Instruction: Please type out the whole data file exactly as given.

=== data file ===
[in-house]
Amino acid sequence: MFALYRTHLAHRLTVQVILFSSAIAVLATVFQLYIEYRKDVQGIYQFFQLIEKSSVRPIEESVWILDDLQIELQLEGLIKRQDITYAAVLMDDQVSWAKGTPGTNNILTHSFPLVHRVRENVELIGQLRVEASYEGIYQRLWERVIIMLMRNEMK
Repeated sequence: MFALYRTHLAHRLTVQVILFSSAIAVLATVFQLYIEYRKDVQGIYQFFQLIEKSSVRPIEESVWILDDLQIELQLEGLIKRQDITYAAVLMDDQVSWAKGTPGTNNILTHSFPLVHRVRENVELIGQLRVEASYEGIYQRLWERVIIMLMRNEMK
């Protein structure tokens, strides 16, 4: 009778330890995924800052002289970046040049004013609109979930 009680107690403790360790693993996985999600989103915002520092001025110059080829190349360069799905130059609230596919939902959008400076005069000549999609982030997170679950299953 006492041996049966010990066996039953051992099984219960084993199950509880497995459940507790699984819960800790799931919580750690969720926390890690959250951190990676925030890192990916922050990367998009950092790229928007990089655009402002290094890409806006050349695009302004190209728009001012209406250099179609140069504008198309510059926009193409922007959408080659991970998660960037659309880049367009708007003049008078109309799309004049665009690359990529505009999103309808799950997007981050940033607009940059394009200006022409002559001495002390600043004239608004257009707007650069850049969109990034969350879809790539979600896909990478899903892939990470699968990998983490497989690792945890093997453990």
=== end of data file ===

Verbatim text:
[in-house]
Amino acid sequence: MFALYRTHLAHRLTVQVILFSSAIAVLATVFQLYIEYRKDVQGIYQFFQLIEKSSVRPIEESVWILDDLQIELQLEGLIKRQDITYAAVLMDDQVSWAKGTPGTNNILTHSFPLVHRVRENVELIGQLRVEASYEGIYQRLWERVIIMLMRNEMK
Repeated sequence: MFALYRTHLAHRLTVQVILFSSAIAVLATVFQLYIEYRKDVQGIYQFFQLIEKSSVRPIEESVWILDDLQIELQLEGLIKRQDITYAAVLMDDQVSWAKGTPGTNNILTHSFPLVHRVRENVELIGQLRVEASYEGIYQRLWERVIIMLMRNEMK
């Protein structure tokens, strides 16, 4: 009778330890995924800052002289970046040049004013609109979930 009680107690403790360790693993996985999600989103915002520092001025110059080829190349360069799905130059609230596919939902959008400076005069000549999609982030997170679950299953 006492041996049966010990066996039953051992099984219960084993199950509880497995459940507790699984819960800790799931919580750690969720926390890690959250951190990676925030890192990916922050990367998009950092790229928007990089655009402002290094890409806006050349695009302004190209728009001012209406250099179609140069504008198309510059926009193409922007959408080659991970998660960037659309880049367009708007003049008078109309799309004049665009690359990529505009999103309808799950997007981050940033607009940059394009200006022409002559001495002390600043004239608004257009707007650069850049969109990034969350879809790539979600896909990478899903892939990470699968990998983490497989690792945890093997453990």